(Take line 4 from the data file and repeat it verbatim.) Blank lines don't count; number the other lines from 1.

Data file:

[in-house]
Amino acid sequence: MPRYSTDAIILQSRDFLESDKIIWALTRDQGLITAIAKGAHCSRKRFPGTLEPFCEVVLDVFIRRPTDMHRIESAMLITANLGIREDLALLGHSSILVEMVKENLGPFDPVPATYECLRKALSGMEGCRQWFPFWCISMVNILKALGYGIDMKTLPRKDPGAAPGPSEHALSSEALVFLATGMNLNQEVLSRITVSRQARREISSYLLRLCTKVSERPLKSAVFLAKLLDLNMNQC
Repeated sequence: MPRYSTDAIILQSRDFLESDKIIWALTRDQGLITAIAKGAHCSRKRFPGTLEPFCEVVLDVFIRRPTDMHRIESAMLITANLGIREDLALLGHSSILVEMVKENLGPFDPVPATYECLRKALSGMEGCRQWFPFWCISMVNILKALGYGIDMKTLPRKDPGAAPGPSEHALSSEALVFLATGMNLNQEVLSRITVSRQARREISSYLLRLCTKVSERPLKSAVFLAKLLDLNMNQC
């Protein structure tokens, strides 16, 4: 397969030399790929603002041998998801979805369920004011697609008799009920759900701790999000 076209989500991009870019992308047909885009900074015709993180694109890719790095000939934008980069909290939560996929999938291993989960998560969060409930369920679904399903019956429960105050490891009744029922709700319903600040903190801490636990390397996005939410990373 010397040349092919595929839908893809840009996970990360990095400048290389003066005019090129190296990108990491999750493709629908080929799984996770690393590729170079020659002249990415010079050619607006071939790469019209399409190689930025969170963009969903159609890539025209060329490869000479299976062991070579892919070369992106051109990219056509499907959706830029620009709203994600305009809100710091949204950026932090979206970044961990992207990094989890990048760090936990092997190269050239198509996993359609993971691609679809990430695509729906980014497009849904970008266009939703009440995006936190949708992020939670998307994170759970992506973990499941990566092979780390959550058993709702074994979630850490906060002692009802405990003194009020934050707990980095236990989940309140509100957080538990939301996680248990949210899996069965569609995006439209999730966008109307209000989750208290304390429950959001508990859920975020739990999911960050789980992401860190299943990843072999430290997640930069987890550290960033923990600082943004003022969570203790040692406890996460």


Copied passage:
């Protein structure tokens, strides 16, 4: 397969030399790929603002041998998801979805369920004011697609008799009920759900701790999000 076209989500991009870019992308047909885009900074015709993180694109890719790095000939934008980069909290939560996929999938291993989960998560969060409930369920679904399903019956429960105050490891009744029922709700319903600040903190801490636990390397996005939410990373 010397040349092919595929839908893809840009996970990360990095400048290389003066005019090129190296990108990491999750493709629908080929799984996770690393590729170079020659002249990415010079050619607006071939790469019209399409190689930025969170963009969903159609890539025209060329490869000479299976062991070579892919070369992106051109990219056509499907959706830029620009709203994600305009809100710091949204950026932090979206970044961990992207990094989890990048760090936990092997190269050239198509996993359609993971691609679809990430695509729906980014497009849904970008266009939703009440995006936190949708992020939670998307994170759970992506973990499941990566092979780390959550058993709702074994979630850490906060002692009802405990003194009020934050707990980095236990989940309140509100957080538990939301996680248990949210899996069965569609995006439209999730966008109307209000989750208290304390429950959001508990859920975020739990999911960050789980992401860190299943990843072999430290997640930069987890550290960033923990600082943004003022969570203790040692406890996460």